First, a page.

The conspiracy theorists could not provide any evidence to back up their claims, which had been championed on pro-Trump media. Nonetheless, they presented Trump with a draft executive order telling the Justice Department to seize voting machines in swing states – which the White House legal staff opposed. They also urged Trump to appoint Powell as a special counsel overseeing that operation, which Trump agreed to, but White House lawyers never formalized the post.
The upshot of that meeting on December 18 led Trump to send a tweet to his most fervent followers early the next morning. It referenced a report filled with conspiratorial claims – none of which proved true, according to investigations by the FBI and numerous state election and police agencies – and an invitation to militias and other true believers to come to Washington for January 6.
Trump tweeted, “[White House staffer] Peter Navarro releases 36-page report alleging election fraud 'more than sufficient' to swing victory to Trump. A great report by Peter. Statistically impossible to have lost the 2020 Election. Big protest in D.C. on January 6th. Be there, will be wild!”
The hearing then traced the planning for several Washington-based rallies and protests leading up to Congress convening on the 6th to ratify the 2020 Electoral College vote, and related activities, including caching weapons by three militias – The Proud Boys, Oath Keepers, Three Percenters. The panel played video clips from street protests and a rally on the 5th where Trump’s loudest supporters bellowed that the time for a second American revolution had arrived.
“This is nothing less than an epic struggle for the future of this country, between dark and light, between the godly and godless, between good and evil,” said Roger Stone, who Trump pardoned for illegally campaign activities on Trump’s behalf in 2016.
“Tomorrow, we the people are going to be here, and we want you to know that we will not stand for a lie. We will not stand for a lie,” said General Flynn. “I want them to know that 1776 is always an option.”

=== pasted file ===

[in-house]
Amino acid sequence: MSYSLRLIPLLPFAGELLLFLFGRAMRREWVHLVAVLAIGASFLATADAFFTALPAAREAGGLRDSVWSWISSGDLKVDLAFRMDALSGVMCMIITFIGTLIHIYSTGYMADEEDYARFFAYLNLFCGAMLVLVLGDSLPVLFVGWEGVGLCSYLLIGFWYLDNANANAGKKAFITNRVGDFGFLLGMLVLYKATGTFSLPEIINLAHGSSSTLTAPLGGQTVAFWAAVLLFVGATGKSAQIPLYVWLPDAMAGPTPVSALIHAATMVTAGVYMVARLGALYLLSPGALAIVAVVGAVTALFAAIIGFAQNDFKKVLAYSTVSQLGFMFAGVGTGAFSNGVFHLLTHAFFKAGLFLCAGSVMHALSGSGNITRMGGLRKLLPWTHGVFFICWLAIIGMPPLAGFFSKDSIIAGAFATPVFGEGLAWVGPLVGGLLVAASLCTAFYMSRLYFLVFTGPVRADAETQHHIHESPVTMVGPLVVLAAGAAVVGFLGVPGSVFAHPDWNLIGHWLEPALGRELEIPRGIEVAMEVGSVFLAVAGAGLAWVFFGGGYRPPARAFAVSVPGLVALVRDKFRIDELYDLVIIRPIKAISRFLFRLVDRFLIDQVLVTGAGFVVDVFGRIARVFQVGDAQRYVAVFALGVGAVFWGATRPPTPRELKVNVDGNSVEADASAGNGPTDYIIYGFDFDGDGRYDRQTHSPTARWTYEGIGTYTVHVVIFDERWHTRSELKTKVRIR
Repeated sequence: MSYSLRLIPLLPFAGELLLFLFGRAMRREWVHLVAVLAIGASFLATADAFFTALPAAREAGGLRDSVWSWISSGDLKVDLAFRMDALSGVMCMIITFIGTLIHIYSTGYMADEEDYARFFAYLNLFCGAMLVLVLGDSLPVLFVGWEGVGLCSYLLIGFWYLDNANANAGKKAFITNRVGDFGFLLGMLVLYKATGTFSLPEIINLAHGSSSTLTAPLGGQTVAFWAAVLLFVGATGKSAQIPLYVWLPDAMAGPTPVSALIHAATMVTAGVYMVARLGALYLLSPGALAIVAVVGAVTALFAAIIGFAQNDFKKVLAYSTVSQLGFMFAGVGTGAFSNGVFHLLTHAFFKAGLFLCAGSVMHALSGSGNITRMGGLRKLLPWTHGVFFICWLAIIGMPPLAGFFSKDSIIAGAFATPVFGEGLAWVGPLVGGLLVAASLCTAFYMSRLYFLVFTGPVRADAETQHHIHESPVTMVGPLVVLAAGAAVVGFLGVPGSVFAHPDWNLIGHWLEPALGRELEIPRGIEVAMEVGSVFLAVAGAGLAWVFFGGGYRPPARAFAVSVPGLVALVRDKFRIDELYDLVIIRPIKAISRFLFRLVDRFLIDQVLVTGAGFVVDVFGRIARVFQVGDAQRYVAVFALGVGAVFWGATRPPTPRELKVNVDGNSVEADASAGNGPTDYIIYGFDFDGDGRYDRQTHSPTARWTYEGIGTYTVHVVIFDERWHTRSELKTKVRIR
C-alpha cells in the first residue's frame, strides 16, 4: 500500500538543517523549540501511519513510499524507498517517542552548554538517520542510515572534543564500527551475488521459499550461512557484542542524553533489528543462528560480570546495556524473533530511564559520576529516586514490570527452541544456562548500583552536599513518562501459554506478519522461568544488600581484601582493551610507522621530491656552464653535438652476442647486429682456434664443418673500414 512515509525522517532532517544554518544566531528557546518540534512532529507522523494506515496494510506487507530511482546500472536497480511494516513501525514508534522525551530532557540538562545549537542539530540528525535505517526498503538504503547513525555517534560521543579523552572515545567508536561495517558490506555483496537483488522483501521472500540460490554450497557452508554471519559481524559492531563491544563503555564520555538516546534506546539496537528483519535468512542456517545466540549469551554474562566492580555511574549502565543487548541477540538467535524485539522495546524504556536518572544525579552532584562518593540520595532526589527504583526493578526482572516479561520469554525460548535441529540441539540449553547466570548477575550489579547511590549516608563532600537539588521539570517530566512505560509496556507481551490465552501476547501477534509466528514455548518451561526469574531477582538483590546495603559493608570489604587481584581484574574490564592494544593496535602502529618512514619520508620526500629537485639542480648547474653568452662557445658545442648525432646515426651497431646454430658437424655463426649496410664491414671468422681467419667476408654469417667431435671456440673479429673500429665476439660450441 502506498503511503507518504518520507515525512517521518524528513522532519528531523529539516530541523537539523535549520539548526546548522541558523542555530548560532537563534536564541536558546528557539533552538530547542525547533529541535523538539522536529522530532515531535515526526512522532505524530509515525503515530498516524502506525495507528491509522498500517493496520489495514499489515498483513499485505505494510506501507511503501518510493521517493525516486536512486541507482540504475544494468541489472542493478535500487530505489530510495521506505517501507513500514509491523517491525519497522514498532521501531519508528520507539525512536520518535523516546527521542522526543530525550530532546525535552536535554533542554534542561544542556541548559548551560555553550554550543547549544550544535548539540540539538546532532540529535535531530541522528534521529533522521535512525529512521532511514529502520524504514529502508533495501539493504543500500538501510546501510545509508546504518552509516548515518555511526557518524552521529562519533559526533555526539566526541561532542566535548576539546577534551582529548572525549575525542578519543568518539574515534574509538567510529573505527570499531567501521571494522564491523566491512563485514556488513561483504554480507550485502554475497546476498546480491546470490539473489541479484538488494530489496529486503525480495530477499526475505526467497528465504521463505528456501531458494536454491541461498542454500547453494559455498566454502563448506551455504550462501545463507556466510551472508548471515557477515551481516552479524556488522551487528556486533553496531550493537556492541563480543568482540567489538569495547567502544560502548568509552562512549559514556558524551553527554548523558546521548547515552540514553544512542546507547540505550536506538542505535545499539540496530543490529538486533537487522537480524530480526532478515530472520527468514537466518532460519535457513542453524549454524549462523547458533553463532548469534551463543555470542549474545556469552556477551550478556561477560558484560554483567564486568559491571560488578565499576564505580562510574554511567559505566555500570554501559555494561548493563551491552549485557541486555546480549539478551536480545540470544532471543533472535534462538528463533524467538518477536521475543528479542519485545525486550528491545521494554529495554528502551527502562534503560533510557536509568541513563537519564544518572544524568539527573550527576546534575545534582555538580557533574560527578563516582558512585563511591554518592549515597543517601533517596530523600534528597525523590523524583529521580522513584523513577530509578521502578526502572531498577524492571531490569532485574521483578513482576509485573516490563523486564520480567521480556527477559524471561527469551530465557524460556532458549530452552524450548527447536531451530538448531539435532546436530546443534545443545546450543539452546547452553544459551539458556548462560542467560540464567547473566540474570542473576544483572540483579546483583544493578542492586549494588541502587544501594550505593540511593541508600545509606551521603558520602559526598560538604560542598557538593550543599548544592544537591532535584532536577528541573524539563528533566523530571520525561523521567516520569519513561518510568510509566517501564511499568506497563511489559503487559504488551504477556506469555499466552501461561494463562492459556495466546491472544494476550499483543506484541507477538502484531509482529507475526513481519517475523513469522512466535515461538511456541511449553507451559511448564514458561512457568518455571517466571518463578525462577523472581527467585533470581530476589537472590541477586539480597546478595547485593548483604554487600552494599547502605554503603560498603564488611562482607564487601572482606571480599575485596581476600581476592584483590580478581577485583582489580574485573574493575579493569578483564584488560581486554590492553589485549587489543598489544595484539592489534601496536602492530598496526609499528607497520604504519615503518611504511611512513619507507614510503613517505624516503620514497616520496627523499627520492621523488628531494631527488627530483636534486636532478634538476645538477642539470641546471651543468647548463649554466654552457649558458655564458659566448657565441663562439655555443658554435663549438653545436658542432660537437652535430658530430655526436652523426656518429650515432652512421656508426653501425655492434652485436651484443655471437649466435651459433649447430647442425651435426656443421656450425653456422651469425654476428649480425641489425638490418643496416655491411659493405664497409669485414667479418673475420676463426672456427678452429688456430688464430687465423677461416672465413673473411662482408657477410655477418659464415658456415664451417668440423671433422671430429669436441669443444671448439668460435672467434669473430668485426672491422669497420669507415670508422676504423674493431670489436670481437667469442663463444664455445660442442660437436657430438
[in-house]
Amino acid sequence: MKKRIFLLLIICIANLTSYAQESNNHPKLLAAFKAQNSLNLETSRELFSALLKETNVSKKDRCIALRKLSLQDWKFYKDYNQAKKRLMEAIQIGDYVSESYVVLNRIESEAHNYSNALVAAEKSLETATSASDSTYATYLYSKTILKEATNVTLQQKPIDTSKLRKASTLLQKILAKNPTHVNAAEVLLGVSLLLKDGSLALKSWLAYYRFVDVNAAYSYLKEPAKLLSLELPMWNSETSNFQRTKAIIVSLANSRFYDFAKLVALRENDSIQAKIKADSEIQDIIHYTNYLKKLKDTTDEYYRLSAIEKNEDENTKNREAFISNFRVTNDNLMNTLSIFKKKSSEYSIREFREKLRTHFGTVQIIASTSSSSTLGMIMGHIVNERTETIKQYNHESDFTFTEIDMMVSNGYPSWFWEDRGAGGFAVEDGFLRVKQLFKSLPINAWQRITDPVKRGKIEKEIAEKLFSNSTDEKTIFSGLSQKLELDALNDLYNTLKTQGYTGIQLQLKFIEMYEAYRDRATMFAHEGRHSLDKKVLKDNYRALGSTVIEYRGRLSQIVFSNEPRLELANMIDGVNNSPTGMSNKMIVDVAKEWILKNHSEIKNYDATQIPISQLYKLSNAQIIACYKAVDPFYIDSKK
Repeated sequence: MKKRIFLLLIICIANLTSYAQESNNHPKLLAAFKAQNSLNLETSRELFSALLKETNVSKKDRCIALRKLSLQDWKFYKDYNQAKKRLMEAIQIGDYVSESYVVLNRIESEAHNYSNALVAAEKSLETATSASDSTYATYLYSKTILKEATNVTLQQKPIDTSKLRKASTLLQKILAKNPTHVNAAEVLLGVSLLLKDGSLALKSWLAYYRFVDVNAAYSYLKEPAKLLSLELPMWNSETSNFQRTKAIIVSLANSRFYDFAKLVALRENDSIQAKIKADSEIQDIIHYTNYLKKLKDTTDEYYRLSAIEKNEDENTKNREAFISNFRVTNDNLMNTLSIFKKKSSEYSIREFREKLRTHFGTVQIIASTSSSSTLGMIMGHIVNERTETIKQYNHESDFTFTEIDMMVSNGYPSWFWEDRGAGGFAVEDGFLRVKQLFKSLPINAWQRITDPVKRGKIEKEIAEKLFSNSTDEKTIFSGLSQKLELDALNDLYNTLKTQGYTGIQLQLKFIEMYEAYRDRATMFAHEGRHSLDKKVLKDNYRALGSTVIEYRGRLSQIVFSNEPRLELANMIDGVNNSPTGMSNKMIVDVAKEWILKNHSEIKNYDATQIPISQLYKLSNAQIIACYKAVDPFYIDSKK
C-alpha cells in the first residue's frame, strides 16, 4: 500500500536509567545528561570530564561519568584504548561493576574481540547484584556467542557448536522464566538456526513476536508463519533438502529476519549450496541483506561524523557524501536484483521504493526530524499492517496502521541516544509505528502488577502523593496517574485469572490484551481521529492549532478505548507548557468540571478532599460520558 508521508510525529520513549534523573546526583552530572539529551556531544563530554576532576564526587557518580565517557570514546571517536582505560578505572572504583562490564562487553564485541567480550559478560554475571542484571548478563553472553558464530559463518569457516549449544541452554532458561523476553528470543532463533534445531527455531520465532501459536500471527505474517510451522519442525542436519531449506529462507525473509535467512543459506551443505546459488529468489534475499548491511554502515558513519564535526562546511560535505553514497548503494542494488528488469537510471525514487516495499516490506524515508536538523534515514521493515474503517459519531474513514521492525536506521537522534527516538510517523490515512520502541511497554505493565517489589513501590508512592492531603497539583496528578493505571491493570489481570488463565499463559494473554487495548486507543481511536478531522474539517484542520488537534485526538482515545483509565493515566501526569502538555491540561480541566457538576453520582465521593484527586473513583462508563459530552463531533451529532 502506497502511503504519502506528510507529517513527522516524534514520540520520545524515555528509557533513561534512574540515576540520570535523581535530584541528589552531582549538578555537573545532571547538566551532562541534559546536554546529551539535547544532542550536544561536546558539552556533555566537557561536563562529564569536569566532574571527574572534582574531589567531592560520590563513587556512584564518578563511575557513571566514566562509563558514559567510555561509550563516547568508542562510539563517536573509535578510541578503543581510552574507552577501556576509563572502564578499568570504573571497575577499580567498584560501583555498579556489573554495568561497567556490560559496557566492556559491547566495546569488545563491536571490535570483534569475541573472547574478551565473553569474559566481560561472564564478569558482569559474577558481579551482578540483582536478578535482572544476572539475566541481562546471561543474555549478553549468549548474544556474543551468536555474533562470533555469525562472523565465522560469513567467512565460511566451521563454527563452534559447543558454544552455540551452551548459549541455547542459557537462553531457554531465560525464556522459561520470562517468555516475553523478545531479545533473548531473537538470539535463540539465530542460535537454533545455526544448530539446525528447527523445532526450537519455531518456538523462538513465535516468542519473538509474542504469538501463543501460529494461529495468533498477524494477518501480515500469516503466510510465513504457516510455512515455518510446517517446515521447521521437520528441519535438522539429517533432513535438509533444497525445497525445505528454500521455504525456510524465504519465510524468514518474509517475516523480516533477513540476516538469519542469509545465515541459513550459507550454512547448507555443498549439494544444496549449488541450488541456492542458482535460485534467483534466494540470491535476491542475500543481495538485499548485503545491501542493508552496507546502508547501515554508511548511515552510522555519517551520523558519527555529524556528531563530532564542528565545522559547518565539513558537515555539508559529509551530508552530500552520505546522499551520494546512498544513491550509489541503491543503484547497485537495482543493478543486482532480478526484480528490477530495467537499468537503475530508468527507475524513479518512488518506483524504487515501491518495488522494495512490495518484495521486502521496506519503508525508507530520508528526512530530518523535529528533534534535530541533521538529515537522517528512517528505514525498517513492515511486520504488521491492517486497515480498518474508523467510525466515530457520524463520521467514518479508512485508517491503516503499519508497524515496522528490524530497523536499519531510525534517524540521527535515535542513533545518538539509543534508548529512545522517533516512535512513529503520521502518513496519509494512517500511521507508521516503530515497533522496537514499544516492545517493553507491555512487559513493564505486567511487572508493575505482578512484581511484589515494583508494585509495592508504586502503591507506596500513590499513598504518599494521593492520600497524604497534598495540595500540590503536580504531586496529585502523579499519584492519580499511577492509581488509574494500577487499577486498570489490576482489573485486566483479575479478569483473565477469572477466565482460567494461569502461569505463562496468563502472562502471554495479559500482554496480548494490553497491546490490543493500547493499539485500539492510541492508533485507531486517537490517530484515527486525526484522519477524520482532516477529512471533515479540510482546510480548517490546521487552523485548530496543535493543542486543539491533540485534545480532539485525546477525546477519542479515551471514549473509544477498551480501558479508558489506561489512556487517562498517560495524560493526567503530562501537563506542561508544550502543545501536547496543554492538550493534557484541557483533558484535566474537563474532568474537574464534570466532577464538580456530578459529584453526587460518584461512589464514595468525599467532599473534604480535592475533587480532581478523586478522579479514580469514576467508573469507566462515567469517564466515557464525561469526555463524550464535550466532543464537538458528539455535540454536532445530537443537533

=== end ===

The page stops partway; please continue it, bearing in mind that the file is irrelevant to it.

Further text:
“1776! 1776! 1776! 1776!” bellowed right-wing provocateur Alex Jones, who has lost legal cases after claiming that the federal government, not a lone gunman, committed a terrible mass shooting at a grade school in Connecticut.
But, as the hearing have shown with mounting evidence, it was Trump who had been lying about the 2020 election, and intentionally urging his followers – in state and federal government posts, and in the street – to disrupt a peaceful transfer of power to a new presidential administration.
Trump had been repeatedly told by White House and campaign staff that he had lost the election, January 6 Committee member Rep. Stephanie Murphy, D-FL, told the hearing. That message had been delivered by, among others, the top White House lawyer, Pat Cipollone, whose testified last Friday, July 8. Neither Cipollone nor his deputy attended Trump’s speech hours before Congress convened on January 6, she said, where Trump egged on insurrectionists.
“The message that President Trump delivered that day was built on a foundation of lies,” Murphy said. “He lied to his supporters that the election was stolen. He stoked their anger. He called for them to fight for him. He directed them to the U.S. Capitol. He told them he would join them. And his supporters believed him., And many headed toward the Capitol. As a result, people died. People were injured. Many of his supporters’ lives will never be the same.”